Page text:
Dr. LeBaron’s research is focused on human cell interactions with molecules of the extracellular matrix (ECM) through cell surface receptors called integrins. He focuses on two ECM molecules. One is called BIGH3, a proapoptotic protein playing roles in cancer progression and promoting diabetes complications in the renal and ocular systems; the lab is dissecting the molecular signaling pathway that induces apoptosis. The other is called lubricin, a protein that is crucial for articular joint lubrication. Human temporomandibular joint (TMJ) can develop a disorder (TMD) that can be exceedingly painful and occurs more frequently in females of birth-giving years, indicating a hormonal response. Dr. LeBaron's lab discovered that estrogen blocks lubricin gene expression and are presently documenting discovery in female and male TMJ cells and how that leads to TMD.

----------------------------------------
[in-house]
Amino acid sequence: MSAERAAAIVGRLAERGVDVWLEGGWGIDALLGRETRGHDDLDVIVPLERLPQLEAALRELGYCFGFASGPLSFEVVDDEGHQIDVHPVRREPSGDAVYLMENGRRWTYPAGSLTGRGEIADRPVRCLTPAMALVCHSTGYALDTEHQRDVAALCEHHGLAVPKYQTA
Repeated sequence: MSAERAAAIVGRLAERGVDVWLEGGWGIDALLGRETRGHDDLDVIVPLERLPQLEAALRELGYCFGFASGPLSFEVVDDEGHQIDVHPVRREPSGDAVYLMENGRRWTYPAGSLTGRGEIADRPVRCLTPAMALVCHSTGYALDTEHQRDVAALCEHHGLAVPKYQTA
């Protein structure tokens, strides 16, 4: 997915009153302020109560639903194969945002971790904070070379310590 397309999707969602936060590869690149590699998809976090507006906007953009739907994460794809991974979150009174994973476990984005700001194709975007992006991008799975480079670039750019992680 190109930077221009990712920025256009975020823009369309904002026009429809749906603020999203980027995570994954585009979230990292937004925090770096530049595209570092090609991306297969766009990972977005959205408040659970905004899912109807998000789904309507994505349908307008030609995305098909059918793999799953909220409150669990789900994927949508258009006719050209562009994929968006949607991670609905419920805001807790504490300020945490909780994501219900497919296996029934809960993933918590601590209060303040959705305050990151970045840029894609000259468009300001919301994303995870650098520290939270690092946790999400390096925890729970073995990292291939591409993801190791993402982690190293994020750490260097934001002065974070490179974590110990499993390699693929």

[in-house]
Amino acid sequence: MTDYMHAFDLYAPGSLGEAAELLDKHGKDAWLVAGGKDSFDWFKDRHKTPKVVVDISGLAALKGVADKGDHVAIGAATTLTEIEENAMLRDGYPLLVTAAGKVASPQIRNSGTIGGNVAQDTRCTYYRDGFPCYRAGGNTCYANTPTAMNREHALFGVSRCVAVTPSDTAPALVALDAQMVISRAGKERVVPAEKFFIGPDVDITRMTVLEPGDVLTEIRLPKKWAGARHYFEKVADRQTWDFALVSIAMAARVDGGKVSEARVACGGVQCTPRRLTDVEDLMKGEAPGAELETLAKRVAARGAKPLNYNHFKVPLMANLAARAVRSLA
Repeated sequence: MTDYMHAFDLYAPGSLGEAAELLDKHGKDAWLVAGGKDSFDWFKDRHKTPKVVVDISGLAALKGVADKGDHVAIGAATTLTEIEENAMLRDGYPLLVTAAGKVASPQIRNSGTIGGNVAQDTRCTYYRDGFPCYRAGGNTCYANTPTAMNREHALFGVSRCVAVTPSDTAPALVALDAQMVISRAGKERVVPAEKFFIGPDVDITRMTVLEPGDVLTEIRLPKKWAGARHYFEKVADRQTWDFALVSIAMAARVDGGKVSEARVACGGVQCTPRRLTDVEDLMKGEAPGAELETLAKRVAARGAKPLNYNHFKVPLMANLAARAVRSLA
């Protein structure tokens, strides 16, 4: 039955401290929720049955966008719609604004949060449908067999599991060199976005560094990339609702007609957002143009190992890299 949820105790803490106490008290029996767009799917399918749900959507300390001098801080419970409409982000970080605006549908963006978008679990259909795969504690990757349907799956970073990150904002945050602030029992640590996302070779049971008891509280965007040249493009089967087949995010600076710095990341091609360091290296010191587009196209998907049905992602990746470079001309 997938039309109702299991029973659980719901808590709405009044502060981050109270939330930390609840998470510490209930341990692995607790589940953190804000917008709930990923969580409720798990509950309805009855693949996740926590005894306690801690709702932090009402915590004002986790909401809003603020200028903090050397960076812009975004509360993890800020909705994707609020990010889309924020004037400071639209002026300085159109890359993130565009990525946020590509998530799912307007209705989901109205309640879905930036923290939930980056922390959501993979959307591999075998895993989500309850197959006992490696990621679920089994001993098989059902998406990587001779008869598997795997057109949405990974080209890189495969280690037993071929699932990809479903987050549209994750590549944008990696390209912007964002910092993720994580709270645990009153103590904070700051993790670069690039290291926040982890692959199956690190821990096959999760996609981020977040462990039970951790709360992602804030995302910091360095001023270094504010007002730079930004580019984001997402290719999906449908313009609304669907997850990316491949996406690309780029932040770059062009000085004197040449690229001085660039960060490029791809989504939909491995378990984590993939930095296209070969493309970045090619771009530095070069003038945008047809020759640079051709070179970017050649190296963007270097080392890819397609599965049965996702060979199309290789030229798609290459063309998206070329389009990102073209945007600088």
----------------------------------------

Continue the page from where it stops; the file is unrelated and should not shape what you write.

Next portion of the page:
The lab studies molecular mechanisms that they believe underlie development of three human diseases; lubricin roles in TMD, BIGH3 roles in diabetic complications in the ocular and renal system, and in cancer progression. Lab methodology and techniques include eukaryotic cell isolation, immortalization and long-term cultures, introducing mechanical stimuli to select cells, characterization of new cell lines, cell harvesting from necropsies, light and fluorescence microscopy and imaging, cell attachment and migration assays, expressing and isolating recombinant protein, column chromatography, use of expression vectors in selected cells, siRNA, standard and real-time RT-PCR, DNA and protein gels and blots, and general lab procedures.
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